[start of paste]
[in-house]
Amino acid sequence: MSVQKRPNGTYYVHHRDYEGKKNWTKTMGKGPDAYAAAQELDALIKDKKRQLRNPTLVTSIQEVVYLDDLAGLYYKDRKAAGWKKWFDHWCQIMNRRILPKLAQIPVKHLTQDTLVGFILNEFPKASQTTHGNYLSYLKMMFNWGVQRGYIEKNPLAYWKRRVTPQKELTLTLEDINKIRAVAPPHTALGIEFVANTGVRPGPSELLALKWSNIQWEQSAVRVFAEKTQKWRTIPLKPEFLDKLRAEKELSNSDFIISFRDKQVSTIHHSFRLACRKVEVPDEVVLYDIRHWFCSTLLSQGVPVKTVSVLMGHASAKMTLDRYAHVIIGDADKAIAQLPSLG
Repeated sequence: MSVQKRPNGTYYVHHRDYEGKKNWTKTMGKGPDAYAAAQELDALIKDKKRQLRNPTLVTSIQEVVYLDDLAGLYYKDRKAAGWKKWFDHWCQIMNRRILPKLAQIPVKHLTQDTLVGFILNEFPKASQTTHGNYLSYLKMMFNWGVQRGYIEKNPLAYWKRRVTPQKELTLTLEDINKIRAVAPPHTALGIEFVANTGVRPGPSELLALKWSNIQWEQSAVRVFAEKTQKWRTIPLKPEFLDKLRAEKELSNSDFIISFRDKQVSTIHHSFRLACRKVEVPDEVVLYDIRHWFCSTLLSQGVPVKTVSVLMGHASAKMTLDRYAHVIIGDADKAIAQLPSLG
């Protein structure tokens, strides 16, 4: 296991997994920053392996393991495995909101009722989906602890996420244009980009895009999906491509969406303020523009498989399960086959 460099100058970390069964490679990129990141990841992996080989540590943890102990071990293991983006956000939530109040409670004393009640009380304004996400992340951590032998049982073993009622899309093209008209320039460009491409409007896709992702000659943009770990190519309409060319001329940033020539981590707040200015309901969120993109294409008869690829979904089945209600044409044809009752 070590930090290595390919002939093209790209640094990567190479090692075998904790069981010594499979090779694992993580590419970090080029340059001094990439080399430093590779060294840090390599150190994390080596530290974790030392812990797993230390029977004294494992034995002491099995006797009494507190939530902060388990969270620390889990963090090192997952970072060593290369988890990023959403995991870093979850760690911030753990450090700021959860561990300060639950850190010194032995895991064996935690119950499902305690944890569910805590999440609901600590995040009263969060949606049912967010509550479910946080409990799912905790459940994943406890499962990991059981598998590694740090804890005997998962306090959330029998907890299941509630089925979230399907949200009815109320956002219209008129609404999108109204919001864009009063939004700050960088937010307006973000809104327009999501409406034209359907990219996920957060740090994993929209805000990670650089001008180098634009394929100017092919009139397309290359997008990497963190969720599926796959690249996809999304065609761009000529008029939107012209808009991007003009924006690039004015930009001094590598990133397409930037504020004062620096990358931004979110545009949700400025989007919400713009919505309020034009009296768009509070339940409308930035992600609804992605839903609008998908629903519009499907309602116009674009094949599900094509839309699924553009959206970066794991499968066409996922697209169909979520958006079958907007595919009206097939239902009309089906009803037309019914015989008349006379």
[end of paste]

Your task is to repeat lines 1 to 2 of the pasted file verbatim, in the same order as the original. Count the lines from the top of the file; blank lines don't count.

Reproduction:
[in-house]
Amino acid sequence: MSVQKRPNGTYYVHHRDYEGKKNWTKTMGKGPDAYAAAQELDALIKDKKRQLRNPTLVTSIQEVVYLDDLAGLYYKDRKAAGWKKWFDHWCQIMNRRILPKLAQIPVKHLTQDTLVGFILNEFPKASQTTHGNYLSYLKMMFNWGVQRGYIEKNPLAYWKRRVTPQKELTLTLEDINKIRAVAPPHTALGIEFVANTGVRPGPSELLALKWSNIQWEQSAVRVFAEKTQKWRTIPLKPEFLDKLRAEKELSNSDFIISFRDKQVSTIHHSFRLACRKVEVPDEVVLYDIRHWFCSTLLSQGVPVKTVSVLMGHASAKMTLDRYAHVIIGDADKAIAQLPSLG